One of the main advantages of (deep) reinforcement learning approaches (compared to more widely known supervised deep learning approaches) is the fact that it enables us to automatically take sequentiality into account. It's clear that the optimal action at time $t$ doesn't necessarily have to be the one that maximizes the expectation of immediate reward (greedy is not necessarily optimal in the long run). Therefore the framework of (D)RL seems appropriate for portfolio optimization where we are interested in maximizing a certain objective (say Sharpe's ratio) over a longer period.

However, many papers that deal with (D)RL applications in portfolio optimization use historical market data to build a deterministic MDP to train the model on. Under such approaches the state at time $t$ is a often list of historical returns for a chosen set of assets. Such an MDP deterministic in the sense that
1) the state at $t+1$ ($s_{t+1}$) will not depend on action at $t$ ($a_t$) since it consists of (already fixed) historical data
2) the reward at $t+1$ ($r_{t+1}$) will be a deterministic function of the previous action and state ($a_t, s_t$)

Therefore, the optimal action at $t$ will be greedy (since whatever we do it will not affect the next state) and the advantages of the DRL approach seem to be gone while its disadvantages (sample inefficiency, instability, etc.) are still there.

My question is the following: Why should one even try to use (deep) reinforcement learning for portfolio optimization when given historical market data (i.e. deterministic MDP to train on)?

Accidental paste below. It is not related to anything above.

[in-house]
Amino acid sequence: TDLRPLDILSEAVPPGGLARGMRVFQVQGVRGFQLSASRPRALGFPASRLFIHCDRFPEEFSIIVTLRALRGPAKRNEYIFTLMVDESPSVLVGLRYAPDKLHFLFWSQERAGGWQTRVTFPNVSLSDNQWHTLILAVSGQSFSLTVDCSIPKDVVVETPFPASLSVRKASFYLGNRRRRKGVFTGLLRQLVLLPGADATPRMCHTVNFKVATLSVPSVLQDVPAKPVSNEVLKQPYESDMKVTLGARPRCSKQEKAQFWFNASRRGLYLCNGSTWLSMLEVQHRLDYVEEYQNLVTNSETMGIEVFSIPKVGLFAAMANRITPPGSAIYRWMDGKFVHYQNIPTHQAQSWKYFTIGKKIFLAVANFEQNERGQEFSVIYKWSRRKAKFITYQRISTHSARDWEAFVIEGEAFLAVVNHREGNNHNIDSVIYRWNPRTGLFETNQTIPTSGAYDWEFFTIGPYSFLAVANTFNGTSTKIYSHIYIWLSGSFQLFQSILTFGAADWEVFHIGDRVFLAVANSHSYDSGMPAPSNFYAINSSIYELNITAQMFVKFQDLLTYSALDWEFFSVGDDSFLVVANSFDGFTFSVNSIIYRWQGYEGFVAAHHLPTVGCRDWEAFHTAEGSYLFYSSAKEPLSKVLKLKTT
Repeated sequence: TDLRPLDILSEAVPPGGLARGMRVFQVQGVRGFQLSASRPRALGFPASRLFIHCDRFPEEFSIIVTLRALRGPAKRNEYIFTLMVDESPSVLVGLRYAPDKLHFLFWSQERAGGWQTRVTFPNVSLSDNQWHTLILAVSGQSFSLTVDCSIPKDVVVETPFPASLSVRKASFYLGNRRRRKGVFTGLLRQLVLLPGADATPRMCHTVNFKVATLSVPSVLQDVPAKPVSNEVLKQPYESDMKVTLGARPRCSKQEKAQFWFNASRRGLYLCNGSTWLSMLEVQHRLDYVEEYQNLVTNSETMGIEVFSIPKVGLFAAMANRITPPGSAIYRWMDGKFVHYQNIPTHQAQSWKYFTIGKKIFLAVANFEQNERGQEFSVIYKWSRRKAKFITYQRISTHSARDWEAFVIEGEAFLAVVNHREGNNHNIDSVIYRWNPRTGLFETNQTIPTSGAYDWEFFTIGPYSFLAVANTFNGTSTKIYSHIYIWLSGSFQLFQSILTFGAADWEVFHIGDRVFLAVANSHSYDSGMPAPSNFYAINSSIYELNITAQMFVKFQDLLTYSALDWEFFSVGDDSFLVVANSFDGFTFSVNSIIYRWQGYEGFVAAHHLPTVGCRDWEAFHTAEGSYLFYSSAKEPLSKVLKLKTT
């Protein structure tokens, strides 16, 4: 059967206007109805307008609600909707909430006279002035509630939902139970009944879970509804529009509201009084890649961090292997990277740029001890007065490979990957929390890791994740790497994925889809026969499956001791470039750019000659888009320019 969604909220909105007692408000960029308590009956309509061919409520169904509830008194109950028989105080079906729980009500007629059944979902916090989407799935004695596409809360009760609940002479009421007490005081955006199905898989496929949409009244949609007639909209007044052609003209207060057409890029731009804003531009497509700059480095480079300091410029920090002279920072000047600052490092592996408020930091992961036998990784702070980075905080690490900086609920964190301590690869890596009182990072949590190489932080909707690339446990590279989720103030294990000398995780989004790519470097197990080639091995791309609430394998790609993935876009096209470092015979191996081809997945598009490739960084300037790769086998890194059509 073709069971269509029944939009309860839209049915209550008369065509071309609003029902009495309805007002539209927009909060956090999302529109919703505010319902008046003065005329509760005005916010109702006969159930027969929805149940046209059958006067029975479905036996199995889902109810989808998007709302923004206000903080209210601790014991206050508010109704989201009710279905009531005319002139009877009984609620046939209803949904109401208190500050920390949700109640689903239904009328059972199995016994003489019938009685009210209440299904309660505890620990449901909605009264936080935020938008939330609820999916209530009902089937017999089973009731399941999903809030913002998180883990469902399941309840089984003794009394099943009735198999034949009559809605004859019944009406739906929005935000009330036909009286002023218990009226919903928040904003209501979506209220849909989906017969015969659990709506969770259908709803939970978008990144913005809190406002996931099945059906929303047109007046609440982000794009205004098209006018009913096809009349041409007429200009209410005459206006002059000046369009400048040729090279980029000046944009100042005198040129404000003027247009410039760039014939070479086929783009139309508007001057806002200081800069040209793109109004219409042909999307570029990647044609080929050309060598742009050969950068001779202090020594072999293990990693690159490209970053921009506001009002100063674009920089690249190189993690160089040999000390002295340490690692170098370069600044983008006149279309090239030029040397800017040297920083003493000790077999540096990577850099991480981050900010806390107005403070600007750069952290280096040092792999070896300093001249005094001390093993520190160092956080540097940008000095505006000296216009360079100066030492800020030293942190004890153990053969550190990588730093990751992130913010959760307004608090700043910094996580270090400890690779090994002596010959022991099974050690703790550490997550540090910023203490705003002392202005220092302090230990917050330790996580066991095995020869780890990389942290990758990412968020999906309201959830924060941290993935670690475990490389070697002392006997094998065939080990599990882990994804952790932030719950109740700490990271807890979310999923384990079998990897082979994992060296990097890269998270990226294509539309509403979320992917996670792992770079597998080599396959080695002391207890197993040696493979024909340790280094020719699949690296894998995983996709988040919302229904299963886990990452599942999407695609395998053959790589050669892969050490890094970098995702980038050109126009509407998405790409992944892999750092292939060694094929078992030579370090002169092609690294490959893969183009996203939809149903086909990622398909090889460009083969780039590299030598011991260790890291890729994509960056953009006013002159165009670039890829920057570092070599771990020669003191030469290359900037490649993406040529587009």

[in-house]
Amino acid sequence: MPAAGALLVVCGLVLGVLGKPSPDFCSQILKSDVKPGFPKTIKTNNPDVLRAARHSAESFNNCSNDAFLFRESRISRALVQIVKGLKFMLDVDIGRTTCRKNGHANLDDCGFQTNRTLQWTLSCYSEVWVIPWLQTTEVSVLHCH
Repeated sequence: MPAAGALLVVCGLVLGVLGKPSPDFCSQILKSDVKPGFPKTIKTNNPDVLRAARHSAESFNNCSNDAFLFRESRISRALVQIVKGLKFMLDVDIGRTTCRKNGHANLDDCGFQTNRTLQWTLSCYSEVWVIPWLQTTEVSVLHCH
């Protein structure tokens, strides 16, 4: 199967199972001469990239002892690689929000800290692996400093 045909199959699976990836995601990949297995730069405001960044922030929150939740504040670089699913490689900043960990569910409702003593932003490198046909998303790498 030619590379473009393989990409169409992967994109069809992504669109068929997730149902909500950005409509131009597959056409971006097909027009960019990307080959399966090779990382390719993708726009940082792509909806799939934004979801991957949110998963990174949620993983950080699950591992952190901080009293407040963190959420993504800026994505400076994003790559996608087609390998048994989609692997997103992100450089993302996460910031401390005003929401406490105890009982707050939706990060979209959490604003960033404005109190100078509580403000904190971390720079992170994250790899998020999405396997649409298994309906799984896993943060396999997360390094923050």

Addendum: It's clear to me that we can artificially introduce sequentiality by say including current portfolio weights in the state vector (for the sake of say taking into account trading costs), but it still seems to me that a) under small trading costs the optimal action will be close to greedy, thereby still not achieving full sequentiality as desirable for RL based approaches b) many researchers who use DRL approaches totally ignore trading costs and don't seem to be bothered by what I've outlined above

  • $\begingroup$ what do you mean by reinforcement learning "automatically taking sequentiality into account"? and what does deterministic MDP stand for $\endgroup$
    – develarist
    Commented Nov 22, 2019 at 21:44
  • $\begingroup$ MDP = Markov Decision Process $\endgroup$
    – jacques
    Commented Jun 27, 2020 at 11:44

1 Answer 1


Whether you will end up with a deterministic or stochastic MDP fully depends on what you treat as the state and/or reward. Even working with fixed historical price data, different actions (sequence) will lead to totally different terminal wealth/Sharpe ratio, making it legitimate, or even favorable, to apply RL. You can even adopt bootstrapping type of training with fixed real data to enhance the randomness in the RL problem. Two good reference papers can be found here:



Hope this helps!


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